First, it is just a quip and is incorrect. Google has a lot of very talented statisticians, information retrieval experts, linguists, economists, some psychologists, and others. These folks spend a lot of time educating a lot of non-statisticians about the difference between correlation and causation. Given that it's a large organization, there may be pockets, even big pockets, of ignorance, but the assertion is definitely false. Moreover, a lot of that education faces customers, especially advertisers.
The difference is extremely important. Just look at search results ranking, and allow me to extend beyond just "correlation" to include measures of similarity, scoring functions, etc. Some pages are measured to be good results for certain queries. These have a variety of predictor features that are important to their ranking. In contrast to these good pages that are good results for queries is a set of webpages that are pages that are very bad results for the same queries. However, creators of those pages spend a lot of effort to make them look like good pages from a numerical point of view, such as text matches, internet linkage, and more. However, just because these pages are numerically "similar" to good pages doesn't mean that these are, in fact, good pages. Therefore, Google has invested and will continue to invest a lot of effort determining what reasonable features distinguish (separate) good and bad pages.
This isn't quite correlation and causation, but it's deeper than that. Good pages for certain queries may map into a numerical space where they appear similar and distinct from many irrelevant or bad pages, but just because results are in the same region of the feature space does not imply they come from the same "high quality" subset of the web.
A very simple perspective is to address the ranking of the results. The best result should be first, but just because something is ranked first doesn't mean that it's the best result. By some metrics of scoring, you may find that Google's ranking is correlated to a golden standard of quality assessments, but that doesn't mean that their ranking implies that the results are truly in this order in terms of quality and relevance.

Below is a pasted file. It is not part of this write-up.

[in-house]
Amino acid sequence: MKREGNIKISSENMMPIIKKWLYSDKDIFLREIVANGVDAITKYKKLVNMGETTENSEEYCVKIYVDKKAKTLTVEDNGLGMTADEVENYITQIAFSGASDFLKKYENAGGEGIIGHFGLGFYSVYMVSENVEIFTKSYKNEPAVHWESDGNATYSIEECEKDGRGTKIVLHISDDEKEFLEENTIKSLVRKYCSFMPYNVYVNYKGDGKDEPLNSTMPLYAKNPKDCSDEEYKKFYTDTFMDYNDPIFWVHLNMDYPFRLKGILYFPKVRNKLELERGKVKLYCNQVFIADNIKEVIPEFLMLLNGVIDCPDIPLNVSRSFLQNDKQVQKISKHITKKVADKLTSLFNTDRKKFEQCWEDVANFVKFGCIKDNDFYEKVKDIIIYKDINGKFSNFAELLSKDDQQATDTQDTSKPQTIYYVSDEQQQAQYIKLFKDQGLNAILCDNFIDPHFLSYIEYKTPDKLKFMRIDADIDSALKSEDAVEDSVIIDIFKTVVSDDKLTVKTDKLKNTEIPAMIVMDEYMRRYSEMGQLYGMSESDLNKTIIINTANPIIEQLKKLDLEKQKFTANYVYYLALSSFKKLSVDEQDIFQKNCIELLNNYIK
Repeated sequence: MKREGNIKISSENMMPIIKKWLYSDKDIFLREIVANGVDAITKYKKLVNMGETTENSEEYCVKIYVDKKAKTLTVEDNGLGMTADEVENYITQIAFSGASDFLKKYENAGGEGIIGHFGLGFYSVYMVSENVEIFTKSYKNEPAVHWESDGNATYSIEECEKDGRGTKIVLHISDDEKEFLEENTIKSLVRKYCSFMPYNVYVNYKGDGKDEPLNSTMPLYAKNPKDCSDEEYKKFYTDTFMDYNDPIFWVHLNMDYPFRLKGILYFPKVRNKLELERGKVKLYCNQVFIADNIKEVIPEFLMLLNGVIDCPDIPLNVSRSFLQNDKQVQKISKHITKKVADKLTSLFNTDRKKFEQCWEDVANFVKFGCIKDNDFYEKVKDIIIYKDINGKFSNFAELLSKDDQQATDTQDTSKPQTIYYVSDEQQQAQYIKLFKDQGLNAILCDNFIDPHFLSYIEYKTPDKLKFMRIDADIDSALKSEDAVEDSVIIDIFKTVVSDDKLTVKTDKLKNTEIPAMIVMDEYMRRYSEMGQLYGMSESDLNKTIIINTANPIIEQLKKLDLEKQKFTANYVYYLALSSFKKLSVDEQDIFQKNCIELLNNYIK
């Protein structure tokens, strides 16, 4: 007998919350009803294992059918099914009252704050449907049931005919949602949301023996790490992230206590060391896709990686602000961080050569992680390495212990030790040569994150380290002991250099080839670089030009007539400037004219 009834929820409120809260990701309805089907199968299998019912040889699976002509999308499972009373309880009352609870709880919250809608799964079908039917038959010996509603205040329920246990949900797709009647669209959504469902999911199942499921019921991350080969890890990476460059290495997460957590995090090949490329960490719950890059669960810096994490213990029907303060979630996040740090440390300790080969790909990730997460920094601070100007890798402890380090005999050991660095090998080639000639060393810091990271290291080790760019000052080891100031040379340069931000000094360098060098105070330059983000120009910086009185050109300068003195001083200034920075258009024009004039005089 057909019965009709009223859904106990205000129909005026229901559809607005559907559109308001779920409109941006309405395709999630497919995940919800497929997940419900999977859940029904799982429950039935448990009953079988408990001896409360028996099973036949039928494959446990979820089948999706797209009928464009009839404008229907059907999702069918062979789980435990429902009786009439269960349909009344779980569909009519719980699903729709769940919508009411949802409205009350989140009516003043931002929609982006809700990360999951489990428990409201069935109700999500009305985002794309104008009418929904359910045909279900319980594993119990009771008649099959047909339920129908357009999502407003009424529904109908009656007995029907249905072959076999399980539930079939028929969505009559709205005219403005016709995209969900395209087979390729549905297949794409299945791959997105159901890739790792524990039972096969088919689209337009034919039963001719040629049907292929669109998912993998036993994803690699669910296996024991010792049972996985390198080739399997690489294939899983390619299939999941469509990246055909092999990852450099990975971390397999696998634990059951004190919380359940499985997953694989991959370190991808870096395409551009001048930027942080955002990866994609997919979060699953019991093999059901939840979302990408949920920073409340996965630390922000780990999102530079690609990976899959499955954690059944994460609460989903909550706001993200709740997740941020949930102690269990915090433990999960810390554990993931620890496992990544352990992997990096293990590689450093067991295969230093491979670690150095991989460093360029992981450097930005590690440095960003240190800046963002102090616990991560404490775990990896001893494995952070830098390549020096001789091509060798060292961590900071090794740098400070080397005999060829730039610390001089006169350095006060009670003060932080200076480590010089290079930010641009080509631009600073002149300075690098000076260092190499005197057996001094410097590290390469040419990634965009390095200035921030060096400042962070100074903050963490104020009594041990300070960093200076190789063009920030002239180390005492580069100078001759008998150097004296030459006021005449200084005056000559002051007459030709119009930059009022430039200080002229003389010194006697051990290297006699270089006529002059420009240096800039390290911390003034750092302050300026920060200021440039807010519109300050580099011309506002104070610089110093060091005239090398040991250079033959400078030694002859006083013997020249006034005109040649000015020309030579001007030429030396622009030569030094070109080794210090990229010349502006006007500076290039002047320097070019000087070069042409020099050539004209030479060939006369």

Update (third answer):
Over time, there is another aspect that affects all of us: it is that the top Google result may be deemed authoritative, because it is the top result on Google. Although link analysis (e.g. "PageRank" - one method for link analysis) is an attempt to reflect perceived authoritativeness, over time new pages on a topic may simply reinforce that link structure by linking to the top result on Google. A newer page that is more authoritative has a problem with the headstart relative to the first result. As Google wants to deliver the most relevant page at present, a variety of factors, including a so-called "rich-get-richer" phenomenon, arise due to an implicit effect of correlation on perceived causation.
Update (fourth answer):
I realized (for a comment below) that it might be useful to read Plato's Allegory of the Cave to get a sense of how to interpret correlation and causation as a result of "reflections/projections" of reality & how we (or our machines) perceive it. Correlation, strictly limited to Pearson's Correlation, is far too limited as an interpretation of the issue of misunderstanding association (broader than just correlation) and causation.